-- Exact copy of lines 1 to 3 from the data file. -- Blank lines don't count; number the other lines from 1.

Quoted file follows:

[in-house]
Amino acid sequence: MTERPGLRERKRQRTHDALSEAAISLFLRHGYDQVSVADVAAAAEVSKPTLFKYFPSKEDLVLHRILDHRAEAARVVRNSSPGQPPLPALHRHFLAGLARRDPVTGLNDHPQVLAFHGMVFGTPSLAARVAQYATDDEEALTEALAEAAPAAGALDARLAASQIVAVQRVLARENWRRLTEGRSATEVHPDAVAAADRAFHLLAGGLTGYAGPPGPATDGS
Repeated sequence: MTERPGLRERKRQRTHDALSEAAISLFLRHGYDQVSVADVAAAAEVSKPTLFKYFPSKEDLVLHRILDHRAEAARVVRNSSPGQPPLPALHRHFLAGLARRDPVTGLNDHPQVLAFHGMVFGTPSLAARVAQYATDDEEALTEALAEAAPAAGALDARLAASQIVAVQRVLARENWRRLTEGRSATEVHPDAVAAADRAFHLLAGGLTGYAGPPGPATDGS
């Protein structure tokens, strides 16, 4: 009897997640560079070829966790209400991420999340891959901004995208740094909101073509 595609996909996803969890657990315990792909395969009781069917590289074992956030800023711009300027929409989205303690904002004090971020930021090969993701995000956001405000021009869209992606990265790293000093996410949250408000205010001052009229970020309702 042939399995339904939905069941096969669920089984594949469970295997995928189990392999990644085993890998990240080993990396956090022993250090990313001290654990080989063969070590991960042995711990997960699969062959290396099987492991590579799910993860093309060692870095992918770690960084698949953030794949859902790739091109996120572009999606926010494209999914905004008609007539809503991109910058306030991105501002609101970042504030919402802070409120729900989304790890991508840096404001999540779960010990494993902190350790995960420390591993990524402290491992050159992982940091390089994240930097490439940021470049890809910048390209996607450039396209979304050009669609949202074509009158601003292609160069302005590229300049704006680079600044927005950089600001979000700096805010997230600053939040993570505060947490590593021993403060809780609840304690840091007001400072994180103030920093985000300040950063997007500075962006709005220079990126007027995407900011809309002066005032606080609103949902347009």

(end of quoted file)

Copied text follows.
[in-house]
Amino acid sequence: MTERPGLRERKRQRTHDALSEAAISLFLRHGYDQVSVADVAAAAEVSKPTLFKYFPSKEDLVLHRILDHRAEAARVVRNSSPGQPPLPALHRHFLAGLARRDPVTGLNDHPQVLAFHGMVFGTPSLAARVAQYATDDEEALTEALAEAAPAAGALDARLAASQIVAVQRVLARENWRRLTEGRSATEVHPDAVAAADRAFHLLAGGLTGYAGPPGPATDGS
Repeated sequence: MTERPGLRERKRQRTHDALSEAAISLFLRHGYDQVSVADVAAAAEVSKPTLFKYFPSKEDLVLHRILDHRAEAARVVRNSSPGQPPLPALHRHFLAGLARRDPVTGLNDHPQVLAFHGMVFGTPSLAARVAQYATDDEEALTEALAEAAPAAGALDARLAASQIVAVQRVLARENWRRLTEGRSATEVHPDAVAAADRAFHLLAGGLTGYAGPPGPATDGS